Efficient processing and storage of the large amount of data generated in modern society will bring tremendous benefits to a wide range of areas such as health care, government, logistics and will reduce global energy consumption. Digital information is stored in hard-drives in magnetic domains, where the north and south poles represent binary “one” and “zero”. It is difficult to reduce the size of these domains further, which poses a significant challenge for increasing the data storage density and therefore the capacity of computer memories. Single-molecule magnets (SMMs) circumvent these problems since their magnetic properties can be well controlled at the nanometre-scale due to their chemical flexibility.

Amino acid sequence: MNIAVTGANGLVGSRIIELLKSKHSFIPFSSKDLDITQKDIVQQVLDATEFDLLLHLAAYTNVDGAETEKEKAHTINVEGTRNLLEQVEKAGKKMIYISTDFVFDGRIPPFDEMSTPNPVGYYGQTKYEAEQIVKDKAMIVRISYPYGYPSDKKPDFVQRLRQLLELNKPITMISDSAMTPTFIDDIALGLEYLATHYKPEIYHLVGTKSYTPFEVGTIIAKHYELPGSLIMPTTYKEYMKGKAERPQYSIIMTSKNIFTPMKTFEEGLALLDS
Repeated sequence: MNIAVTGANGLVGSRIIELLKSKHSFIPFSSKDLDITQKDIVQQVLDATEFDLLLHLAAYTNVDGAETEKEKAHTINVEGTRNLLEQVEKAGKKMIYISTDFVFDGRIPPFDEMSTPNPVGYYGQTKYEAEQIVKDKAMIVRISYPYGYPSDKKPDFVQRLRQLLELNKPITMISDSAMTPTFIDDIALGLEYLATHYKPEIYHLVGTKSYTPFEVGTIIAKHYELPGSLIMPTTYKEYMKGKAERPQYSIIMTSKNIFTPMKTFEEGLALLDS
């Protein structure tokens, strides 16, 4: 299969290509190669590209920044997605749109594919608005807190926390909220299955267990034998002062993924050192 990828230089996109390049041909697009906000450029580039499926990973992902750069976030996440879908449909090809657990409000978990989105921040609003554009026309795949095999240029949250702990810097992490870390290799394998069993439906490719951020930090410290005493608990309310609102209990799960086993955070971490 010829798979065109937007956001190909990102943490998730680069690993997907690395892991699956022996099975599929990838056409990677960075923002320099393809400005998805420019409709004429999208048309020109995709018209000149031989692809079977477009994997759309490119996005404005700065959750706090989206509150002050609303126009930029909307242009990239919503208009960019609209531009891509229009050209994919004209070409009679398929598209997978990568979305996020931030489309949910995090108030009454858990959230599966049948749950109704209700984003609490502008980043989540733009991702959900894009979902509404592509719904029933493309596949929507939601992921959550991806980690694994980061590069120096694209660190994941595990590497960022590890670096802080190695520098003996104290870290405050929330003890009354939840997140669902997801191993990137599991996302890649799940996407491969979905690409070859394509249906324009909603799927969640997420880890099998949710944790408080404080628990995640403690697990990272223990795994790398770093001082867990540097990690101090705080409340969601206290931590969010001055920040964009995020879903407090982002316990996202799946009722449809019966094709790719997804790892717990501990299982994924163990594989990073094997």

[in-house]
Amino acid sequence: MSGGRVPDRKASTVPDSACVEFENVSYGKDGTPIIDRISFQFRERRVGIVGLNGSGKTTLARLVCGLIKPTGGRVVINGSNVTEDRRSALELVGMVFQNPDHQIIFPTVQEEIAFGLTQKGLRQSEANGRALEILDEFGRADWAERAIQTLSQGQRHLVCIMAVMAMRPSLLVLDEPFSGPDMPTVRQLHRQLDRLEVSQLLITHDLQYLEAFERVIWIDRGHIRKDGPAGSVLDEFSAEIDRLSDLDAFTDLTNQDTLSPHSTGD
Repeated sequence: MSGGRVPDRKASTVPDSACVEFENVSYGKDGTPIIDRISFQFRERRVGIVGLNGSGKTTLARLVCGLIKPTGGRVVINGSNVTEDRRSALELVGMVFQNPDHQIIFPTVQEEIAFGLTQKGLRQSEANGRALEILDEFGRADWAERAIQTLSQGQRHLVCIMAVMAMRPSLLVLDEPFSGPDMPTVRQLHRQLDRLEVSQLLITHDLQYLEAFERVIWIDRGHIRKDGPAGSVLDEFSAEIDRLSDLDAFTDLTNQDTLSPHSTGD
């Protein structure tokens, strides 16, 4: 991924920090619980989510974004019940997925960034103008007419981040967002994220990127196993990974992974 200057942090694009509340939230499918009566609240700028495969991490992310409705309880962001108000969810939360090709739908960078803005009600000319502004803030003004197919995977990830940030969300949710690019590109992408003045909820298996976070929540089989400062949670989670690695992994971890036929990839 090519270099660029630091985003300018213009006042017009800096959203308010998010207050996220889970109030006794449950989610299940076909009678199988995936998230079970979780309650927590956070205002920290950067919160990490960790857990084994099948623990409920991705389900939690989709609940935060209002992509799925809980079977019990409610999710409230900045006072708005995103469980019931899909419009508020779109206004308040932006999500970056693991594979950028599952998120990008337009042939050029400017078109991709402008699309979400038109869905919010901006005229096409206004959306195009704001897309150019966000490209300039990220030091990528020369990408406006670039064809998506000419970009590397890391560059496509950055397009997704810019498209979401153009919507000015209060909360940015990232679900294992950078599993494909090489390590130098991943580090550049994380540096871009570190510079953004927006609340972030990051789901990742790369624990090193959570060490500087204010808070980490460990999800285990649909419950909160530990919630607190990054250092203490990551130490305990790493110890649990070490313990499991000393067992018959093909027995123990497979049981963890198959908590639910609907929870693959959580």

A promising approach to implement SMMs in technology will be to study how light can be used to probe and eventually control the magnetism in SMMs. This is a new and exciting line of research but progress is limited by the difficulties to produce good quality samples suitable for optical experiments. We will therefore build a new collaboration between three different groups at the University of Edinburgh (UoE) and the University of the West of Scotland (UWS), combining the expertise in making and characterising SMMs at UoE with the facilities and skills of the thin-film centre at UWS in order to understand how SMMs can be controlled by light. The unique possibility to form a synergetic interaction between these groups is innovative and has the potential to deliver a real, modern solution to the increasing demand for faster and more compact computer memories.